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  • Writer's pictureRev. Izzy Harbin

4th Commandment - Keep the Sabbath Day Holy

Exodus 20:8-11


8 “Remember the Sabbath day and keep it holy. 9 Six days you shall labor and do all your work. 10 But the seventh day is a Sabbath to the Lord your God; you shall not do any work—you, your son, or your daughter, your male or female slave, your livestock, or the alien resident in your towns. 11 For in six days the Lord made heaven and earth, the sea, and all that is in them, but rested the seventh day; therefore, the Lord blessed the Sabbath day and consecrated it.


Matthew 12:1-8

NRSVUE


12 At that time Jesus went through the grain fields on the Sabbath; his disciples were hungry, and they began to pluck heads of grain and to eat. 2 When the Pharisees saw it, they said to him, “Look, your disciples are doing what is not lawful to do on the Sabbath.” 3 He said to them, “Have you not read what David did when he and his companions were hungry? 4 How he entered the house of God, and they ate the bread of the Presence, which it was not lawful for him or his companions to eat, but only for the priests? 5 Or have you not read in the law that on the Sabbath the priests in the temple break the Sabbath and yet are guiltless? 6 I tell you, something greater than the temple is here. 7 But if you had known what this means, ‘I desire mercy and not sacrifice,’ you would not have condemned the guiltless. 8 For the Son of Man is lord of the Sabbath.”


The concept of “keeping Sabbath” is not new to us. We have talked about the Sabbath in the past and looked specifically at God’s mandate to the people to not labor on this day of rest. There is, however, more here than we first discussed, and Jesus, in the Book of Matthew, offers us even more insight into the ideas and customs regarding the Sabbath day and its requirements for rest.


The question arises, even among Jewish sects, “What constitutes work?”


Early in the history of Orthodox Judaism, they developed categories of activities that were considered “work”. They are as follows:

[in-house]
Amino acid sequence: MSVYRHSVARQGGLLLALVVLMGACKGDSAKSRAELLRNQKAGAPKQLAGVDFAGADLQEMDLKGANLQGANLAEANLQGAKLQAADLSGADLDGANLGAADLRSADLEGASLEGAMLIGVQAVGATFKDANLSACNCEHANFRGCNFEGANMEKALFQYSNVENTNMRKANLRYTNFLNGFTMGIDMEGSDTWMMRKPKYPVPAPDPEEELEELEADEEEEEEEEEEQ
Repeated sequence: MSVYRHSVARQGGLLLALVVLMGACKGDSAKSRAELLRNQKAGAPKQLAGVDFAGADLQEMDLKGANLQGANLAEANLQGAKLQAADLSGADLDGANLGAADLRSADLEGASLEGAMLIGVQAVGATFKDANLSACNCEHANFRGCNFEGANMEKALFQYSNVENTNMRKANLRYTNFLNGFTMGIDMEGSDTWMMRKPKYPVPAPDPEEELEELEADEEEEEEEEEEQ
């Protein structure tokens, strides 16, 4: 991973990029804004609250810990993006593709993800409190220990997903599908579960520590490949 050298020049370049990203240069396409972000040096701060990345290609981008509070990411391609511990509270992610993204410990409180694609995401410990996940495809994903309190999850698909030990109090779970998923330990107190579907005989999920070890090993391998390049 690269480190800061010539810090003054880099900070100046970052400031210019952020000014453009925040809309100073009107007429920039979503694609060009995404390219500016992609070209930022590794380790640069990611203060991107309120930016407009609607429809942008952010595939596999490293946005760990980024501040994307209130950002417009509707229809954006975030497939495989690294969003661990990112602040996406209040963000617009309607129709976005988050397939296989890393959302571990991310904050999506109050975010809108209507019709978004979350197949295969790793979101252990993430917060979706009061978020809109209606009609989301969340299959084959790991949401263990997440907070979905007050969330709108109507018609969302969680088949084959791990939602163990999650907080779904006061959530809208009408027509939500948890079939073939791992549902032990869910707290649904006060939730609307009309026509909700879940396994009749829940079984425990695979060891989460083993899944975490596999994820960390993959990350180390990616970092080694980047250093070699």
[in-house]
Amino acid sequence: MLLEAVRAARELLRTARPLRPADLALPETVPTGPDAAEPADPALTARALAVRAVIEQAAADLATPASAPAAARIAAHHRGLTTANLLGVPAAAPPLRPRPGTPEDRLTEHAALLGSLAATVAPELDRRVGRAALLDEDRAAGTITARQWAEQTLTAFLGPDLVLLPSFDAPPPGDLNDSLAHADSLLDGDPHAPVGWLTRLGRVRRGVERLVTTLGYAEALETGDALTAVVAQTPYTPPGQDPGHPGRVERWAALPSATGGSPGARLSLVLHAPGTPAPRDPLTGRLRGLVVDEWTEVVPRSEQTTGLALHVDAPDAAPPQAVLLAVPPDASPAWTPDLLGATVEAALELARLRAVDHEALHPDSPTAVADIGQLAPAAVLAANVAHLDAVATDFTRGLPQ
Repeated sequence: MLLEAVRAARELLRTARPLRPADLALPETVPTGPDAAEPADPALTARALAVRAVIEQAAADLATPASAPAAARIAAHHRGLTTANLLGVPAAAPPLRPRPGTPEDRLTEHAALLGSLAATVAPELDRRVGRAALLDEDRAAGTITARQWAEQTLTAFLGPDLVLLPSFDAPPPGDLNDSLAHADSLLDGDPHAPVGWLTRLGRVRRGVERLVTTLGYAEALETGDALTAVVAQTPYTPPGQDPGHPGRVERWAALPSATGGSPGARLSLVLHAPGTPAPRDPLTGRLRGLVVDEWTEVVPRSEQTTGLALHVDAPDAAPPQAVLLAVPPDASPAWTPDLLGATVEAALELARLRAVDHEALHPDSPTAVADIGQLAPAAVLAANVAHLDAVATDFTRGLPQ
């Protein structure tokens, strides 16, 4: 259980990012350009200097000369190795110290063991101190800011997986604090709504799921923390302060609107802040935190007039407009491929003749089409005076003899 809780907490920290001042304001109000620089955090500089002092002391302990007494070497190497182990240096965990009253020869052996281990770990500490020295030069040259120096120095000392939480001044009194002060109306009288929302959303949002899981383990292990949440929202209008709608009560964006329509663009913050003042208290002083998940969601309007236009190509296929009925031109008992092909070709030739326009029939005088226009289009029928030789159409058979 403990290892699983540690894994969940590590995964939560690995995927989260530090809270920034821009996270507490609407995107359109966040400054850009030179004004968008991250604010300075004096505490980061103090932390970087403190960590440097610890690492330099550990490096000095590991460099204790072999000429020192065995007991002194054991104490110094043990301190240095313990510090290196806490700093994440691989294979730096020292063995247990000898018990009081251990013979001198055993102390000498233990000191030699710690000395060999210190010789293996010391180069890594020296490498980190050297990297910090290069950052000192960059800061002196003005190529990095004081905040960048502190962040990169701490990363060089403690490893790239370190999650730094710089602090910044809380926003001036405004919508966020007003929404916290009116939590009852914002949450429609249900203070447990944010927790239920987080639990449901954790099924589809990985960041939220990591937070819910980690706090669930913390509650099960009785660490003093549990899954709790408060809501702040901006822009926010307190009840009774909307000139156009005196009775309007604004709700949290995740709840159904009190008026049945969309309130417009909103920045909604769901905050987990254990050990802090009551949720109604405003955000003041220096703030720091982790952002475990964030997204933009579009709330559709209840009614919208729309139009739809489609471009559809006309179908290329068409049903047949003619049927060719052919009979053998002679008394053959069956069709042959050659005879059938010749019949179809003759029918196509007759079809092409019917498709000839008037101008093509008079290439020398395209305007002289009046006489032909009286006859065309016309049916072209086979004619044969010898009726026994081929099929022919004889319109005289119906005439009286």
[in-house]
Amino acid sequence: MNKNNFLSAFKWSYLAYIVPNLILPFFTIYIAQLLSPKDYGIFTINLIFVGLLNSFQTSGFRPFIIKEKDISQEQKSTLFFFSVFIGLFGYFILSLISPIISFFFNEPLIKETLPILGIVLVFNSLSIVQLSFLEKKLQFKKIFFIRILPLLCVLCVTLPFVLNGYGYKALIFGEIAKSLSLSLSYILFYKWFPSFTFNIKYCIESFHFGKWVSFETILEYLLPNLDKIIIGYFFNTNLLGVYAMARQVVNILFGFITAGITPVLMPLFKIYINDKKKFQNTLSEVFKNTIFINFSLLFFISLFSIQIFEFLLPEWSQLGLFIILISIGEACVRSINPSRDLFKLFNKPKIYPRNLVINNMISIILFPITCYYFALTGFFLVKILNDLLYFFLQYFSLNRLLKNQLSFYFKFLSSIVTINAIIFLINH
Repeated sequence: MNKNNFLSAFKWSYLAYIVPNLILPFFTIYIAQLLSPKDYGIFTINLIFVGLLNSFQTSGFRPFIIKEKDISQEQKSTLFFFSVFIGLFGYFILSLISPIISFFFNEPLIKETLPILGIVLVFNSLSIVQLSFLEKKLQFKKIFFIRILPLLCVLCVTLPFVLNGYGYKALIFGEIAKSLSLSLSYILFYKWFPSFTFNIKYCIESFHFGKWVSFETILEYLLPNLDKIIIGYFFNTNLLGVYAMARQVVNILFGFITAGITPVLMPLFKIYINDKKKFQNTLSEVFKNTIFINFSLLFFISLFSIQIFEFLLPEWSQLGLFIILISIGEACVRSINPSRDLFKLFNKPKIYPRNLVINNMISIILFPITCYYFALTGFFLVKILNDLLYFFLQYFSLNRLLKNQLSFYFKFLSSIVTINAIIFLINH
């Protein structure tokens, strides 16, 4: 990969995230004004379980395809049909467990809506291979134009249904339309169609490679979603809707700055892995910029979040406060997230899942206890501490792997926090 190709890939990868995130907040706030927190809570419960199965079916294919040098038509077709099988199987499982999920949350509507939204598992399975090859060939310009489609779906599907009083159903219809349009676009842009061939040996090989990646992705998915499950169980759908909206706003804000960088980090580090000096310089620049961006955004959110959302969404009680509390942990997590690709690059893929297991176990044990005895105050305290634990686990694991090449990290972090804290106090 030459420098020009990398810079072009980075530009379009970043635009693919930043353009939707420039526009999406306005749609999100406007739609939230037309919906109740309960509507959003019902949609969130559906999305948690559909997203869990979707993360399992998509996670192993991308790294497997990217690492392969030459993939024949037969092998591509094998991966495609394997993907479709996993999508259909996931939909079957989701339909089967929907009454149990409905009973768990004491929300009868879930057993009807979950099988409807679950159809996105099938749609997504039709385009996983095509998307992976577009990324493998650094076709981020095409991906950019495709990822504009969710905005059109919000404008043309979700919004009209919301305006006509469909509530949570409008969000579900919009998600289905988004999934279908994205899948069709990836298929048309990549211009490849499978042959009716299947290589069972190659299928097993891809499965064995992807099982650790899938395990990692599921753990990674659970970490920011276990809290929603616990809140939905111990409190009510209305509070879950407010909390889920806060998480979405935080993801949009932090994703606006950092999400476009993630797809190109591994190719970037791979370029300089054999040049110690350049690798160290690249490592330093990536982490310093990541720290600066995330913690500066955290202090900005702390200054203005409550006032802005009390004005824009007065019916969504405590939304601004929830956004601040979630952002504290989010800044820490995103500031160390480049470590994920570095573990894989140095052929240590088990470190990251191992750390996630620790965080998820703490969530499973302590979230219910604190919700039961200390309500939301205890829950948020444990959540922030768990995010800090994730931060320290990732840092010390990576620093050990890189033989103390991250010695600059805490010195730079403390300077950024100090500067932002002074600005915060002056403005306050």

o Agricultural Responsibilities

o Food Preparation

o Clothing Manufacture

o Animal Maintenance

o Writing

o Building

o Lighting or Extinguishing Fires


In the Book, The Jewish Experience, Steven Jacobs writes, “For Jews who take seriously the religious understanding of the Sabbath as refraining from all manner of work, the challenge remains to contemporize these historical categories into modern parlance, especially for those whose residence is urban rather than pastoral/agricultural. What constitutes work?”


We find that many individuals of Jewish faith have had to rethink these categories and look at these prohibitions differently, especially since it is near impossible to adhere to the “no work” tenants of the faith without going to extraordinary lengths. Jacobs goes on to say, “Thematically interwoven themes make this premier holy day a true symbol of the Judaic religious tradition: First, it is that reminder of imitatio Dei, imitation of God, resting from work as God rested from work. Second, it is appreciation of the descendants for the liberation from Egyptian slavery by God. And third, it is understood by many to be a foretaste of what life will be like when, at long last, the long-sought-for messiah of the Jews makes his appearance.”